As was true from the beginning, the presentation appears rushed and is juggling too many characters. They may have had enough time to flesh out the characters more justly if it had not been for the commercials taking up all that useless time. Just kidding, I know they had to pay for the production and there is a dearth of ads. And all things considered, the juggling is satisfactory, if cursory. I will have to check out the novel's plot (due in a future post), but it seems a lot of the small-world aspects of the encounters are TV screenwriter simplifications. Although the series needed to be twice as long to do credit to the plot and characters, that length could have resulted in tediousness - a Catch-22 situation.

                              The production was superior in most aspects. The sets show an attention to early nineteenth century Russia. The interiors, especially the mansions, are "Downton Abbey" worthy. Bizarrely, the cinematographer has trouble with sunlight coming from the windows. How did that happen? The music is excellent. I had not really noticed it before, but it stands out in this episode. The acting is not great, but the actors do manage to get their characters right. Since Dolokhov does not appear nearly enough, acting honors go to Jessie Buckley as Marya Bolkonskaya. Marya is also the most appealing character. That should have been Natasha, but Lilly James does not bring the free-spirit out enough. Paul Dano is okay as Pierre, once you get used to the fact that Pierre is a bit of a stiff. His transition to man of action is a bit hard to swallow, but he certainly goes through enough hardships to justify a change in personality. It would have been entertaining to see him carry out his attempt on Napoleon, but that plot development is quickly dropped.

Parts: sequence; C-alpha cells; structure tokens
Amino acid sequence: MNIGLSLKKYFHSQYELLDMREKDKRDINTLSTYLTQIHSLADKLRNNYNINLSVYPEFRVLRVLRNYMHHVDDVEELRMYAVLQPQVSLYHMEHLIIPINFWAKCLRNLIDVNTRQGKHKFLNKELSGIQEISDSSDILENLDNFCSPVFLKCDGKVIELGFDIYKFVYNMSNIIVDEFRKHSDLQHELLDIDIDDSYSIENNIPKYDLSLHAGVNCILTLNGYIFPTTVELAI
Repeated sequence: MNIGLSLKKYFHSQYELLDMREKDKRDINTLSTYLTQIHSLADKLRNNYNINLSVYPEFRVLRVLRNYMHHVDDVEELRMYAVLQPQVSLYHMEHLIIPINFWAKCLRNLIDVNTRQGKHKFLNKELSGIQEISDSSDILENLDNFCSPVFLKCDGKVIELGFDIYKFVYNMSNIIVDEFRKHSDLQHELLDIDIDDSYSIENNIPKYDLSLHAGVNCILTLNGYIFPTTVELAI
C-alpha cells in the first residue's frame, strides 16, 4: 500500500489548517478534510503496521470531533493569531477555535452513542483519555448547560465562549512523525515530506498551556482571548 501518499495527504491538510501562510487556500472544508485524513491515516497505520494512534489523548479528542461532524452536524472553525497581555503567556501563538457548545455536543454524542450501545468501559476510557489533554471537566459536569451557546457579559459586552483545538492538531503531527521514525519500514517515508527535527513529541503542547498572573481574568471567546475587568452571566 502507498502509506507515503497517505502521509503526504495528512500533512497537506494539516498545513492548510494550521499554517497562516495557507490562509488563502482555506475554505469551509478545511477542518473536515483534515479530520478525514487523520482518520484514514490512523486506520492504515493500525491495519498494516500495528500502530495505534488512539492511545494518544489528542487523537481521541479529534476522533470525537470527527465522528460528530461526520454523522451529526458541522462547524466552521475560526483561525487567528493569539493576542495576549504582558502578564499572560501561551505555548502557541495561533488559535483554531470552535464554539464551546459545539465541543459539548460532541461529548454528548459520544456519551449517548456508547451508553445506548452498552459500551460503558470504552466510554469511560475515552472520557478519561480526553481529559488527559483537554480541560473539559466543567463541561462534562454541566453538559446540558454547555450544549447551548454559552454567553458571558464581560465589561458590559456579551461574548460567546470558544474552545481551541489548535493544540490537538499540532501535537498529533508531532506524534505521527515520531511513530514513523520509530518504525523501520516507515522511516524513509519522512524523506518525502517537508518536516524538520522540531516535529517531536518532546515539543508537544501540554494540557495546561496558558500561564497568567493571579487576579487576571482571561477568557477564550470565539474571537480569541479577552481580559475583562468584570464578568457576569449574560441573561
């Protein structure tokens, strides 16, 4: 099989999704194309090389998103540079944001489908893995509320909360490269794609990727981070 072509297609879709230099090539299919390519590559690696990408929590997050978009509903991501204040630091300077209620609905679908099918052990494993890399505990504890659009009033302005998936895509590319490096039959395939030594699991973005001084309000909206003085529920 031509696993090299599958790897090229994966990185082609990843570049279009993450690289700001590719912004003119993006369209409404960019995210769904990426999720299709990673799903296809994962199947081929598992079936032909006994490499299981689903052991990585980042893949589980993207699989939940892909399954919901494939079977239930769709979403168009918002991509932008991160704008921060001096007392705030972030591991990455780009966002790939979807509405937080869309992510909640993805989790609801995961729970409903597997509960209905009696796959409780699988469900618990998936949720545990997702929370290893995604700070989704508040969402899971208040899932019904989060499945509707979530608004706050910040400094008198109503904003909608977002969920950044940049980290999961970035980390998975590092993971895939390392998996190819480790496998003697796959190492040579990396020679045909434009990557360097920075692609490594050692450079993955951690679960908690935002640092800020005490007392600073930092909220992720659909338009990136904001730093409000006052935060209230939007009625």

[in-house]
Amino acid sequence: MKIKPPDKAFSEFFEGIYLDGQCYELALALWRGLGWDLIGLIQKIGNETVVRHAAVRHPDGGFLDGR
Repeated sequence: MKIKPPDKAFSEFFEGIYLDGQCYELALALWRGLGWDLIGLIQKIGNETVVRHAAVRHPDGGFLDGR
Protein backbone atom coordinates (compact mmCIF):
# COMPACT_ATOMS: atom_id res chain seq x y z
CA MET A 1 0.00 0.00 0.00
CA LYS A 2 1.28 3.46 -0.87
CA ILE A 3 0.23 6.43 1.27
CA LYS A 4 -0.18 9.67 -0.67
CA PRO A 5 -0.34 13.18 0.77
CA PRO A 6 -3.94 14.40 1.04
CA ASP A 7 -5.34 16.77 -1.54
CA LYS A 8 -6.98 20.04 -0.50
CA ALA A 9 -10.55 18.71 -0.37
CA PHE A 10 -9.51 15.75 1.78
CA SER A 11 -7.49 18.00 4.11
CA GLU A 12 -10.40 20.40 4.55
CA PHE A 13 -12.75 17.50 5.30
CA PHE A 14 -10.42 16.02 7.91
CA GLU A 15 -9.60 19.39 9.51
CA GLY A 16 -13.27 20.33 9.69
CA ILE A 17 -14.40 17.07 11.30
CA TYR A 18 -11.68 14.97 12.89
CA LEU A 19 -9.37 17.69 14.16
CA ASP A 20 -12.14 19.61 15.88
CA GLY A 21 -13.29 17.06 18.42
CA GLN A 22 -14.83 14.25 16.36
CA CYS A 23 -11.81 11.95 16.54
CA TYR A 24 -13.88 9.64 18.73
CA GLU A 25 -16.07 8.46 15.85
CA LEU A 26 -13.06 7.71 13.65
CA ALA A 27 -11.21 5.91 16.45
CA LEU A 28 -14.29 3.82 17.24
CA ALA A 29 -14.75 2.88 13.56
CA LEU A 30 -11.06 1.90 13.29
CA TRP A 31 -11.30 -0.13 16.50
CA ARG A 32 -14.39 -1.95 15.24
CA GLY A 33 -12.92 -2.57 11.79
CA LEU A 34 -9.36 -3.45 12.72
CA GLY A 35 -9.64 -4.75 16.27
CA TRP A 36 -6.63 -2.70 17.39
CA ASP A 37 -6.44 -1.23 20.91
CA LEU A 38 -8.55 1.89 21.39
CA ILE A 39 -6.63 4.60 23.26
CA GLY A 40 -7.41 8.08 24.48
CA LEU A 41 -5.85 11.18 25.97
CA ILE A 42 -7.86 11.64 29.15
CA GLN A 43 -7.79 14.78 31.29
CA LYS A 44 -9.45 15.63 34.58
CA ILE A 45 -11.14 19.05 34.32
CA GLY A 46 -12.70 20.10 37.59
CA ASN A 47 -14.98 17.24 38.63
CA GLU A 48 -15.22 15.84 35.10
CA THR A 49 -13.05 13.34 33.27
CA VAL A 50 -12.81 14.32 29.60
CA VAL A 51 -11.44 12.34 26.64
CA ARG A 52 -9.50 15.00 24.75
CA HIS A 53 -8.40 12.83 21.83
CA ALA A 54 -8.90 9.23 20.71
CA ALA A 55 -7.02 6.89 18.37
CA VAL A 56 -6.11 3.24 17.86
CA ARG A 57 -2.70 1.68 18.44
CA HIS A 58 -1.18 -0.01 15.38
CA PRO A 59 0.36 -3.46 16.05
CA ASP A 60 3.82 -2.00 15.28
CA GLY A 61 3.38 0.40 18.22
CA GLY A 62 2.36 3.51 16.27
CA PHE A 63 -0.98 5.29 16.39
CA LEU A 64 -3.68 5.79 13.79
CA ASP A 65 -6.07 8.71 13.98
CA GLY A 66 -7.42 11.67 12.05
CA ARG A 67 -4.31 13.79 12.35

With the conclusion of the mini-series, I have to admit it was something of a disappointment. It is obviously not up to Bondarchuk's gold standard, but as a TV Cliff Notes version for the masses, it is serviceable. In a future post I intend to vet the series as representative of the novel, so I will wait to proclaim whether the series is a good alternative to reading the book. Speaking of gold standards, it might be appropriate to compare it to A&E's "Pride and Prejudice". In fact, the courting and upper class caperings reminded me of that miniseries. I had not realized how much Jane Austen had influenced Leo Tolstoy! "War and Peace" is not nearly as good as "Pride", but what is?

                              GRADE (this episode) = C